Can you help keep Patriotrealm on line?



User Rating: 5 / 5

Star ActiveStar ActiveStar ActiveStar ActiveStar Active

These are men of the 1st Cav Div in Vietnam on a fire base after an all night attack that almost overrun the place. The story and the eyes apply to any soldier who experiences the same sort of event.

I served along side the Anzacs in 67-68 and saw those eyes amongst them. The eyes have no nationality.

Examine the photo. It shows men after a long and bad night. They have the Thousand Yard Stare that nature develops as a protective mechanism after a sustained mortal event.

307040353 1767364173624815 5921048143749195786 n

Hours ago, their tranquility was broken and they went into rote reaction to save themselves and their comrades. There was no break and no time for introspection. From the first round to the last of thousands of casings, they did what soldiers do. And in so doing, they preserved themselves and their comrades. 
The stare, one of animal response, came after the flashes, explosions and screams dissipate. Lit by guttering swinging green lights, they spent the night engaging fleeting shadows, muzzle flashes and demolition explosions. Sudden white light exposed the attackers-so close and so impersonally personal.
Ammo cans were wrenched open and hastily tossed aside as belt after belt pelted the known and unknown foe. Barrels glowed red and were tossed aside by a gloved hand as both gunner and assistant applied all they possessed to change it in extreme haste and resume their salvation.
Dirt, smoke and cordite continuously encompassed them as did the sweated skin and pains of their humanity which were subordinated to ignoral-shutting out all senses to allow focus on the primary need for life-the finger on the trigger and the hand on the feed tray-all else was irrelevant for the moment-a moment that stretched into hours.
Hyper alertness, fed by adrenalin, fueled the night. Daylight brought a stop to it all and their empty tanks are metered in their eyes. They recharge through performing rote tasks. It is too soon to reflect. Fill the wrent sandbags, clear the brass from the position, restock and revert to what it was before all this began. A cigarette, a cracker or a deep breath provide momentary minor restoration.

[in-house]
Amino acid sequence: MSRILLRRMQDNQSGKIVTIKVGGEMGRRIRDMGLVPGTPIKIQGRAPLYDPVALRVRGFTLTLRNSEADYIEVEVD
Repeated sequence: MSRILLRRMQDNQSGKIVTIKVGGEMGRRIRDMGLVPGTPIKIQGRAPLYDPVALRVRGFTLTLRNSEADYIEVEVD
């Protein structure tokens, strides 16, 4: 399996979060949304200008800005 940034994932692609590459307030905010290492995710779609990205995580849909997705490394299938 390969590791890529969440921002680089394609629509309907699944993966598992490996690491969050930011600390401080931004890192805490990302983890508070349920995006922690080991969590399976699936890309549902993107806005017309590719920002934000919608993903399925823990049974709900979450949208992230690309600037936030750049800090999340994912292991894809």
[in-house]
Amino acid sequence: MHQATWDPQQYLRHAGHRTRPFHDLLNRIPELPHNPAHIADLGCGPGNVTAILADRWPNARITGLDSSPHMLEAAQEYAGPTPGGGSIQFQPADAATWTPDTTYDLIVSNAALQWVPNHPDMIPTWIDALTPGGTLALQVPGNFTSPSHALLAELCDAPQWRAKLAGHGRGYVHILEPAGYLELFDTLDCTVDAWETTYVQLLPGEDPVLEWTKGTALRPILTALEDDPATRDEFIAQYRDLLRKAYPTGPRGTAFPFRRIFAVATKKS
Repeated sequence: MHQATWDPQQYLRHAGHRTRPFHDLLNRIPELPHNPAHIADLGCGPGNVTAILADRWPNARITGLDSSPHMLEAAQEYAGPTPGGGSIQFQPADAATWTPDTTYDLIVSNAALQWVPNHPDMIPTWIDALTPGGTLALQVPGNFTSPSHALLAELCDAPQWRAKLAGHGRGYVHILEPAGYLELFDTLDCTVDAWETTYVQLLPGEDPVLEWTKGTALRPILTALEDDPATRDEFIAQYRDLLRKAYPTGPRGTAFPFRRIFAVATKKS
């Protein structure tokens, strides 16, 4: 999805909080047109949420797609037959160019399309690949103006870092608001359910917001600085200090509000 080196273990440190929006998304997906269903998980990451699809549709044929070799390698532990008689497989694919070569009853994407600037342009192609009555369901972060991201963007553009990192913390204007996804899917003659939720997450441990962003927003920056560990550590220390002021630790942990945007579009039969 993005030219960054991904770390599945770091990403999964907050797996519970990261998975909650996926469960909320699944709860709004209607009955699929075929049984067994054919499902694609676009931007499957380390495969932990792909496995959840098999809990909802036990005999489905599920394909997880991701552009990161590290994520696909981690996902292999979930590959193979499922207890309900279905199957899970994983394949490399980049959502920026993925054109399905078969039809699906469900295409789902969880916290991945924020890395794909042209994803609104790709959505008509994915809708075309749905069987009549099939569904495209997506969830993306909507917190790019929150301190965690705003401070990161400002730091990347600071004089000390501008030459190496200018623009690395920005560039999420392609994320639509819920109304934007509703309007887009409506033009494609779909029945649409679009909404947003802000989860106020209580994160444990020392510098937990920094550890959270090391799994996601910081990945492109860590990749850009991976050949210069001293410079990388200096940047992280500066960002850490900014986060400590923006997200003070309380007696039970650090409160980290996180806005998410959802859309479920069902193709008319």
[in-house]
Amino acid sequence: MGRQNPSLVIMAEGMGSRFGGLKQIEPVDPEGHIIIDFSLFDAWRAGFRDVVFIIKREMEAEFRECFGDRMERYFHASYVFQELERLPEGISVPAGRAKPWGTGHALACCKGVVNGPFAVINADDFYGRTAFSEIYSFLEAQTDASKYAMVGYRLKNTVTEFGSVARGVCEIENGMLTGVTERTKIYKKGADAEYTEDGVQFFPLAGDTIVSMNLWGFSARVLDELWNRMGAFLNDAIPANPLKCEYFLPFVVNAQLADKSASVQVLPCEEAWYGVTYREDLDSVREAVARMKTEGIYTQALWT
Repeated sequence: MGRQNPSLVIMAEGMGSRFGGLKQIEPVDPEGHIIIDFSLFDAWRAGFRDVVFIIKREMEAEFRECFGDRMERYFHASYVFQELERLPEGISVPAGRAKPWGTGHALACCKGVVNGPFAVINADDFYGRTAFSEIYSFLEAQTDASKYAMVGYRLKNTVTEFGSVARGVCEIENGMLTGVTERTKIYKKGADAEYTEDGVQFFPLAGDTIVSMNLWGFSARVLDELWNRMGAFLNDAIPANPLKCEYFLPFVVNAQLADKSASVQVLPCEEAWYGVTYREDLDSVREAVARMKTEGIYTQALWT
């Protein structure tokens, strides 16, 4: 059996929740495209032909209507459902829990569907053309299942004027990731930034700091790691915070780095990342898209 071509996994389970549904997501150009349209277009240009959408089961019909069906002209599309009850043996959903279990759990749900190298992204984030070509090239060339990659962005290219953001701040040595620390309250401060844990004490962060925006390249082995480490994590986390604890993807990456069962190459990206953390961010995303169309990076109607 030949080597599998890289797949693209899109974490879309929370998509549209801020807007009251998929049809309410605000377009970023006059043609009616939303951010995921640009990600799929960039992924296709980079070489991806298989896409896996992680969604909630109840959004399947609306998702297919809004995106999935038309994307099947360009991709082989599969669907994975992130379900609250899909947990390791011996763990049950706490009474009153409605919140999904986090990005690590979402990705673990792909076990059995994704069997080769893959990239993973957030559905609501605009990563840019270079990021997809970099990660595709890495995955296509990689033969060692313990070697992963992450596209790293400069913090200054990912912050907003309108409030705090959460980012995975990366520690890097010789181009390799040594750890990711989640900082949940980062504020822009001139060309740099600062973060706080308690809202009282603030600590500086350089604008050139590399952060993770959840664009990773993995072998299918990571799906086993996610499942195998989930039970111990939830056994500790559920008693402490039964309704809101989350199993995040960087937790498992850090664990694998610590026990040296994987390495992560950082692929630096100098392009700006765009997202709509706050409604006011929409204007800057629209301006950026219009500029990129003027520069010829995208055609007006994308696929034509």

It is too soon to appear as calm, collected humanity. The body takes time to restore the mind. The photographer has captured the moment when they realize they are alive but not yet reprieved. The night is coming again. They must be ready.
Fueled by adrenalin, they became part of their weapon as a Roman legionnaire was with his short sword or their fathers’ rifles at Chipyong-ni. The kaleidoscope of light on shadowed men and the impact of their rounds, the noises and the heat of events is imprinted on their brains-never to be lost and all too often seen again.
This is the price of participation. 
While these men are of a particular era and place, they are the common thread that traces through time for all men locked in conflict with others. Caeser’s legions in Gaul would have reflected this as did the Marines in Falluja.  
It is what happens when people of previous peace are asked to kill others for a purpose-a purpose of perhaps National import, but more truly, for personal preservation.  
The body will defend itself with all the chemistry and fluids formed over the millenia of evolution. However, it cannot provide the ignorance in memory necessary to bring later peace. 
In a future time, the residue of the night, forever imprinted through those eyes, will resurface. The empty casings will discharge, shrieks of rockets and the slumping shadows will re-emerge to again engage. The eyes, now closed, will be constantly re-engaged. It is the price of being able to see the maw of hell in a very small place.  
The eyes have it. 
republished with permission from the Author Keith Nightingale
Donate to keep us online

Please donate to 

Swiftcode METWAU4B

BSB 484799



Reference PR

Please email me so I can thank you.

Responsive Grid for Articles patriotrealm
Clear filters